Historian Richard Hofstadter famously detailed his concerns about Right-wing extremism and broken American politics in his famous magazine article “The Paranoid Style in American Politics”. While less widely discussed, Hofstadter was also deeply concerned about how the American Right was creating an almost religious, fundamentalist worldview among its public, where conservatism was becoming an increasingly intolerant belief system that viewed those who did not practice ideological purity as heretics. For Hofstadter, American conservatism was becoming almost like a cult where orthodoxy was prized over reason, pragmatism, and a respect for consensus politics. While Hofstadter was writing about the United States in the 1950s and 1960s, he was also offering an eerily prescient description of Republican politics in the present.
Extreme political polarization and epistemic closure have nurtured a belief in conspiracy theories by Republicans because the latter are firmly cocooned within an alternate world, one where the basic rules of empirical reality and reason no longer apply. An inability to agree on basic facts reflects a state of hyper polarization among American political elites while also helping to create the broken politics that in turn nurtures the angst and rage among a not insignificant portion of the public who finds comfort in theories such as Birtherism.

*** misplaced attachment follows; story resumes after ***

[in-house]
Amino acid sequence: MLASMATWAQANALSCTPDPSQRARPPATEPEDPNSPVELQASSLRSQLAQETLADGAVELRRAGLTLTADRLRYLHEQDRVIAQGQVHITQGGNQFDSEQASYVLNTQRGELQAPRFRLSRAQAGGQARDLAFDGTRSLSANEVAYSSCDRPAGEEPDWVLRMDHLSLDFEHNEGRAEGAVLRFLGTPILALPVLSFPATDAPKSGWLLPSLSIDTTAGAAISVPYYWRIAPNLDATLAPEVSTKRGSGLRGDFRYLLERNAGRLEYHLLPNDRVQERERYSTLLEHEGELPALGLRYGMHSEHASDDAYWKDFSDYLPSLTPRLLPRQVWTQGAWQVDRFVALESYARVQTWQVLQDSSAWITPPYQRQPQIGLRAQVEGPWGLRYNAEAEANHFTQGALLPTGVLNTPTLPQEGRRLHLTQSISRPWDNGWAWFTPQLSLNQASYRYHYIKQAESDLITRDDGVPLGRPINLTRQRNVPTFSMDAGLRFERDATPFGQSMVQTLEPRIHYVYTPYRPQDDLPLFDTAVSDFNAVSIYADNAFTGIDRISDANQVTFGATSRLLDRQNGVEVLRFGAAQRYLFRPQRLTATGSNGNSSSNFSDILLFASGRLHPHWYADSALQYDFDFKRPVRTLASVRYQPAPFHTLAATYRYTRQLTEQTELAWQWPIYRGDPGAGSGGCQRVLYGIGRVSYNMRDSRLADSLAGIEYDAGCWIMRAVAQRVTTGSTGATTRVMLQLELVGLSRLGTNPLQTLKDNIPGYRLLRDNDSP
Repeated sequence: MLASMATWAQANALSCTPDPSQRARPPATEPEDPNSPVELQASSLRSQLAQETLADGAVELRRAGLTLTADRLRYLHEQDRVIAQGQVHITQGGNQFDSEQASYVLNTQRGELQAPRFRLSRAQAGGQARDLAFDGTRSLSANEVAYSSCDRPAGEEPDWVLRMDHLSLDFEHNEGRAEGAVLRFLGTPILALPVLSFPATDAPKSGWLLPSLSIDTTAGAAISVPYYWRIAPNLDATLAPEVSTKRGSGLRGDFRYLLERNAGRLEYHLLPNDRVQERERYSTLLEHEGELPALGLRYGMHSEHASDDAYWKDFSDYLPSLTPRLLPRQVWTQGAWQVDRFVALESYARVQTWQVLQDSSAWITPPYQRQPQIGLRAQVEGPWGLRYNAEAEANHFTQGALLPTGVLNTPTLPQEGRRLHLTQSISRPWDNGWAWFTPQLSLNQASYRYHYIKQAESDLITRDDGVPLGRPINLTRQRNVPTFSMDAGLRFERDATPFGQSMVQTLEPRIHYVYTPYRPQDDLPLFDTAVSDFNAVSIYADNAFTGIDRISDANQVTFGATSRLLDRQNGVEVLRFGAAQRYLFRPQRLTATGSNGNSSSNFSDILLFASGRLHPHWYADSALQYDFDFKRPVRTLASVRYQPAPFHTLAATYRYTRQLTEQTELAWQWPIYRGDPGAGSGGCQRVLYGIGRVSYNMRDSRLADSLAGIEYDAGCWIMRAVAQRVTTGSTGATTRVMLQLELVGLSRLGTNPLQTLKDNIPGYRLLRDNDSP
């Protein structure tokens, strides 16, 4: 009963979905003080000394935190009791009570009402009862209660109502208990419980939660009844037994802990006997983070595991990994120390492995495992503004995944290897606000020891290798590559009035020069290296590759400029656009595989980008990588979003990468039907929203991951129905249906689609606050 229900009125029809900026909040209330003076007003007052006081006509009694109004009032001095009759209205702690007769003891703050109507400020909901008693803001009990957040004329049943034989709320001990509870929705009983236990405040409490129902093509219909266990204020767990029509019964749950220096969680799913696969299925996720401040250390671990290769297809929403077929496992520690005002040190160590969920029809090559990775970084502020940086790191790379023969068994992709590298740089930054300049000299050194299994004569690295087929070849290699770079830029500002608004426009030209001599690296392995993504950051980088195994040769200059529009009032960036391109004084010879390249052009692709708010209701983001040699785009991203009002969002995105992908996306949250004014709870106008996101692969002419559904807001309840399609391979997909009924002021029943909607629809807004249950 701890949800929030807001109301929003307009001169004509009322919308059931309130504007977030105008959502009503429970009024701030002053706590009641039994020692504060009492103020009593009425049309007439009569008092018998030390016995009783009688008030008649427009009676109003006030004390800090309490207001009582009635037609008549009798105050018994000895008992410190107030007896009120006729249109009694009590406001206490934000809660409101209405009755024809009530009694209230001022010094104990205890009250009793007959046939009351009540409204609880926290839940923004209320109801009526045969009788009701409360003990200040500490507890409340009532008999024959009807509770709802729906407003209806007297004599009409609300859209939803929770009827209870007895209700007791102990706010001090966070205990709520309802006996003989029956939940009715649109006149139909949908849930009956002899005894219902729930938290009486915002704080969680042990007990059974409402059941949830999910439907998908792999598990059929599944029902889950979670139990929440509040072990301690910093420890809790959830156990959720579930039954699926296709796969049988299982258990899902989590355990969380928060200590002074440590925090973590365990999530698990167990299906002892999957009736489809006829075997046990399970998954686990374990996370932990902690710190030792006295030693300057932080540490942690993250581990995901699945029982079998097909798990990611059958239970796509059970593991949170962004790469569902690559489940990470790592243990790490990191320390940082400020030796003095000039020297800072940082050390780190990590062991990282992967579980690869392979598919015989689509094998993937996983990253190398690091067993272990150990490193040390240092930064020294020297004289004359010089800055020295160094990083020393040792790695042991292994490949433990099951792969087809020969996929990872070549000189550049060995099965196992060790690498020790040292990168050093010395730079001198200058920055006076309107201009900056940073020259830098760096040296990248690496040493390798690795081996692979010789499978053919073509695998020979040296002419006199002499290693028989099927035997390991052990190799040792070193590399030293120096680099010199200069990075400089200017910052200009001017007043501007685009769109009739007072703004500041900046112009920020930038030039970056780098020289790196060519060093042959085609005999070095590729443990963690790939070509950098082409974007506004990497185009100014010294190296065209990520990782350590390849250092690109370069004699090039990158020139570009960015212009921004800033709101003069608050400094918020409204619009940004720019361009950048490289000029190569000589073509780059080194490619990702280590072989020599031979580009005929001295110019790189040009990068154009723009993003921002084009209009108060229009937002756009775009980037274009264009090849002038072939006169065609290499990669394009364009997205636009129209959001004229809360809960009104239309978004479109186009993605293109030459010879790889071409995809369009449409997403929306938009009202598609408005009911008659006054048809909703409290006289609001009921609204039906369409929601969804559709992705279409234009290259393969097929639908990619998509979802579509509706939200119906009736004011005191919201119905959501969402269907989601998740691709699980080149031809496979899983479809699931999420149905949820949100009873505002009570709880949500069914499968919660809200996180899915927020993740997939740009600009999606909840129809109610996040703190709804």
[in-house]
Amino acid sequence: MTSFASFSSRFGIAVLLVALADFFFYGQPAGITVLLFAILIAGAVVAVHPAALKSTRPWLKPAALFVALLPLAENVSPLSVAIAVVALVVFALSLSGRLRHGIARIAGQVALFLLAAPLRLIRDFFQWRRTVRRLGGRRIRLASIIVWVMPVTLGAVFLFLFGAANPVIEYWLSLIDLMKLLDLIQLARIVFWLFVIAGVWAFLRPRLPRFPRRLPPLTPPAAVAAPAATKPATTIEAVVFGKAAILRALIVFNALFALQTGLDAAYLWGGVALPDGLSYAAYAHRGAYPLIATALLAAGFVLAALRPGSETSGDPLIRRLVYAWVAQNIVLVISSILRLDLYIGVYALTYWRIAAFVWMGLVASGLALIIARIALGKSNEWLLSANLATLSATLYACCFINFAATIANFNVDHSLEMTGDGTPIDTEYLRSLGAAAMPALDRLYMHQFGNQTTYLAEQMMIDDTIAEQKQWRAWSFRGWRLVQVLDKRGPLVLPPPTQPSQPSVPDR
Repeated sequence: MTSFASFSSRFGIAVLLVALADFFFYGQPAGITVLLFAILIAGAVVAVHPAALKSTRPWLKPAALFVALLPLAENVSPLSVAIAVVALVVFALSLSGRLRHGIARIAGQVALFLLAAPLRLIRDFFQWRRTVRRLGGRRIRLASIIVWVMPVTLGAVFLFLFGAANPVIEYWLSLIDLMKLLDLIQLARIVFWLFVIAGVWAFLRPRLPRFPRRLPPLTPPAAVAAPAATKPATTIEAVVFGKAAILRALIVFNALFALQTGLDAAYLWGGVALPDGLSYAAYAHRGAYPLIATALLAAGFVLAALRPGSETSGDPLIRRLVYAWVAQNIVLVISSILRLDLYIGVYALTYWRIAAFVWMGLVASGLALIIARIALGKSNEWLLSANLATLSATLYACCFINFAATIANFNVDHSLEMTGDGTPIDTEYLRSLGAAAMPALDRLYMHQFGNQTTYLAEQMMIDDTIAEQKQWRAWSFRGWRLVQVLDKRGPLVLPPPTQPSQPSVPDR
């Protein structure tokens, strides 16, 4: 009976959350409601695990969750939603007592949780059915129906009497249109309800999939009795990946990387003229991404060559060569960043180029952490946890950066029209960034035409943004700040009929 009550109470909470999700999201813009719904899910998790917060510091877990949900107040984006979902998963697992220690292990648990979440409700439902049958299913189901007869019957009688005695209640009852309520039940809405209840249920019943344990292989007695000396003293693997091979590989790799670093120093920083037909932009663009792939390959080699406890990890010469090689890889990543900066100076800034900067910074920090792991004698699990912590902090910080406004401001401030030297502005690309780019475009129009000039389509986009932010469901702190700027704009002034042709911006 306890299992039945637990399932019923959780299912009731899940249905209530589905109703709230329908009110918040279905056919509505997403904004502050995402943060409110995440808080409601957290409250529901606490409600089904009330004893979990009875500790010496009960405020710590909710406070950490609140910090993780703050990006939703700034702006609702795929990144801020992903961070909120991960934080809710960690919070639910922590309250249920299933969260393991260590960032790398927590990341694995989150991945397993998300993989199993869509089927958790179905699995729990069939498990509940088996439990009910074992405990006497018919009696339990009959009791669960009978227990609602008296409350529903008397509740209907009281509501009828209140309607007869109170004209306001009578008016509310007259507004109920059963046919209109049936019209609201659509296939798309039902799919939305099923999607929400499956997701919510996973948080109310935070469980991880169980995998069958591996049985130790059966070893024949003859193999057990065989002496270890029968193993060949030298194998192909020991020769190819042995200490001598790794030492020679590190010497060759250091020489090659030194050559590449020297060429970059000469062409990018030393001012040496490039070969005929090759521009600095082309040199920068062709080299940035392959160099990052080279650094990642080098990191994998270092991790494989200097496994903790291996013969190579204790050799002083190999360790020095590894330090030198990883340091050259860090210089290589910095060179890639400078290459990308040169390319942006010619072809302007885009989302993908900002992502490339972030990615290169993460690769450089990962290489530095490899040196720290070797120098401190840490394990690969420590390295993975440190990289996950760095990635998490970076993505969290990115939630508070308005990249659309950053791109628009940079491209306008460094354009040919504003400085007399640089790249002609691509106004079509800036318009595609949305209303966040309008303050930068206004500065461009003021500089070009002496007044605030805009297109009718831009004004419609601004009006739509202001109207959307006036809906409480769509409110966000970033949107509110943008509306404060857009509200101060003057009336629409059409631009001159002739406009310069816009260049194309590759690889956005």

As Political Scientist Joseph Uscinski shared with me in a recent conversation, both liberals and conservatives believe in conspiracy theories. The key difference lies in the conspiracies to which they subscribe.
Conspiracy theories are also a very important barometer of the public mood because they reveal the anxieties, fears, and worries felt by a given group of people in political society.
Republicans, Tea Party types, and Trump supporters in particular, have demonstrated increasing levels of authoritarianism, deep anxieties and worries about “the browning of America”, “illegal immigration”, “black crime”, and a yearning to “take back” “Real America”. These are the insecurities ginned up by the Republican Party’s post civil rights era “Southern Strategy” of white racial resentment and also overt white supremacist politics. Donald Trump is the id of movement conservatism sharpened into a knife point, laid bare, unapologetically, for the world to see.
Ultimately, Donald Trump’s appeal is social dominance behavior filtered through conspiracy theories, nativism, and white supremacy, in the guise of reality TV performance art.
This makes Trump no less dangerous to public order and the Common Good.
Donald Trump is a product of a Right-wing Fox News media that has mainstreamed old fashioned and overt white supremacy. The Right-wing media is weaponizing its public. The conspiratorial, racist, eliminationist rhetoric that Trump endorsed and encouraged in New Hampshire on Thursday is part of the same universe and logic that created the white racial terrorist Dylann Roof who killed 9 black Americans several months ago in a Charleston, North Carolina church.
The question is not if Donald Trump’s supporters will act on their violent, xenophobic, and racist intolerance, but rather when.

No comments: